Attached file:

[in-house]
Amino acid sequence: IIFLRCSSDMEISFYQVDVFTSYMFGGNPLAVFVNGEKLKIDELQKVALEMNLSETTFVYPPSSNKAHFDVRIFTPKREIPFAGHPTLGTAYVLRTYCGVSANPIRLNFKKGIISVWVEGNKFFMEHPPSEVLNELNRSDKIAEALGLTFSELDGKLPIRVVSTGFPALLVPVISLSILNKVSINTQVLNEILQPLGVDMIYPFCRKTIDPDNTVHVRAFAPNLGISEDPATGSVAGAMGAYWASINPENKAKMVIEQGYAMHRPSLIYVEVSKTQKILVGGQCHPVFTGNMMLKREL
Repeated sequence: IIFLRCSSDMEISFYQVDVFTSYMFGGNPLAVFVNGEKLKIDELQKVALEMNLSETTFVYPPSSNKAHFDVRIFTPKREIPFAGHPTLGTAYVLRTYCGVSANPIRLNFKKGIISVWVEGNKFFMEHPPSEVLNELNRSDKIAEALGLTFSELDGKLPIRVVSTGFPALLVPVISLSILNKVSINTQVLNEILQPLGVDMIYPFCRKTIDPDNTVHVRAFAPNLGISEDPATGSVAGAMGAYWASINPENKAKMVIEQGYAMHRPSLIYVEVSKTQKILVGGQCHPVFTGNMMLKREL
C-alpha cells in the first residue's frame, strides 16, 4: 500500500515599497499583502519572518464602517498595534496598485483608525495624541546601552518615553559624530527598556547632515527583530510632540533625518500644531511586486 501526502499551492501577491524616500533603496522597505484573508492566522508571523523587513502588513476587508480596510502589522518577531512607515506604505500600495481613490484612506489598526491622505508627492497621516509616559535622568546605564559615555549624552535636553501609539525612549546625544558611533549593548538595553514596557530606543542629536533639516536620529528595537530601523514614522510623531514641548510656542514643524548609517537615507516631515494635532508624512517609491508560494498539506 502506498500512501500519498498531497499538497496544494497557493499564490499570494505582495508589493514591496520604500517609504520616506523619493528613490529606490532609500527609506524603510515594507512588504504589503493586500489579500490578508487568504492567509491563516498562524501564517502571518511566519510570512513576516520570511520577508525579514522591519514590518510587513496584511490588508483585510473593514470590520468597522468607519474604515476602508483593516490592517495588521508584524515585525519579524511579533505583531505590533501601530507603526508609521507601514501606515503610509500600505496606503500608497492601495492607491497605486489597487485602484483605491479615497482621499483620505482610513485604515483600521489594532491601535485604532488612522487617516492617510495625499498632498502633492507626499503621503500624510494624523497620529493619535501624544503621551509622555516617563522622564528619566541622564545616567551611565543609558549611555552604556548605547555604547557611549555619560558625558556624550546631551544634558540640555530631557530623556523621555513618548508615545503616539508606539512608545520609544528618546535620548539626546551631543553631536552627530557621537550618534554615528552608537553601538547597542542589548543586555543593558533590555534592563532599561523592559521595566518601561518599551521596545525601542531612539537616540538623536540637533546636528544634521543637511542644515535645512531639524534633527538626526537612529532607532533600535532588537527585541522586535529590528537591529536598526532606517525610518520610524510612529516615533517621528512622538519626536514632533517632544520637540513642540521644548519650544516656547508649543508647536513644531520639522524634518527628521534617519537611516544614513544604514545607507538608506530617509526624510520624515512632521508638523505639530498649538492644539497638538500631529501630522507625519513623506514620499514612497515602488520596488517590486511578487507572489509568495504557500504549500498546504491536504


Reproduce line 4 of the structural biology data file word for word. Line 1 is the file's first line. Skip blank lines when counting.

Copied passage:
C-alpha cells in the first residue's frame, strides 16, 4: 500500500515599497499583502519572518464602517498595534496598485483608525495624541546601552518615553559624530527598556547632515527583530510632540533625518500644531511586486 501526502499551492501577491524616500533603496522597505484573508492566522508571523523587513502588513476587508480596510502589522518577531512607515506604505500600495481613490484612506489598526491622505508627492497621516509616559535622568546605564559615555549624552535636553501609539525612549546625544558611533549593548538595553514596557530606543542629536533639516536620529528595537530601523514614522510623531514641548510656542514643524548609517537615507516631515494635532508624512517609491508560494498539506 502506498500512501500519498498531497499538497496544494497557493499564490499570494505582495508589493514591496520604500517609504520616506523619493528613490529606490532609500527609506524603510515594507512588504504589503493586500489579500490578508487568504492567509491563516498562524501564517502571518511566519510570512513576516520570511520577508525579514522591519514590518510587513496584511490588508483585510473593514470590520468597522468607519474604515476602508483593516490592517495588521508584524515585525519579524511579533505583531505590533501601530507603526508609521507601514501606515503610509500600505496606503500608497492601495492607491497605486489597487485602484483605491479615497482621499483620505482610513485604515483600521489594532491601535485604532488612522487617516492617510495625499498632498502633492507626499503621503500624510494624523497620529493619535501624544503621551509622555516617563522622564528619566541622564545616567551611565543609558549611555552604556548605547555604547557611549555619560558625558556624550546631551544634558540640555530631557530623556523621555513618548508615545503616539508606539512608545520609544528618546535620548539626546551631543553631536552627530557621537550618534554615528552608537553601538547597542542589548543586555543593558533590555534592563532599561523592559521595566518601561518599551521596545525601542531612539537616540538623536540637533546636528544634521543637511542644515535645512531639524534633527538626526537612529532607532533600535532588537527585541522586535529590528537591529536598526532606517525610518520610524510612529516615533517621528512622538519626536514632533517632544520637540513642540521644548519650544516656547508649543508647536513644531520639522524634518527628521534617519537611516544614513544604514545607507538608506530617509526624510520624515512632521508638523505639530498649538492644539497638538500631529501630522507625519513623506514620499514612497515602488520596488517590486511578487507572489509568495504557500504549500498546504491536504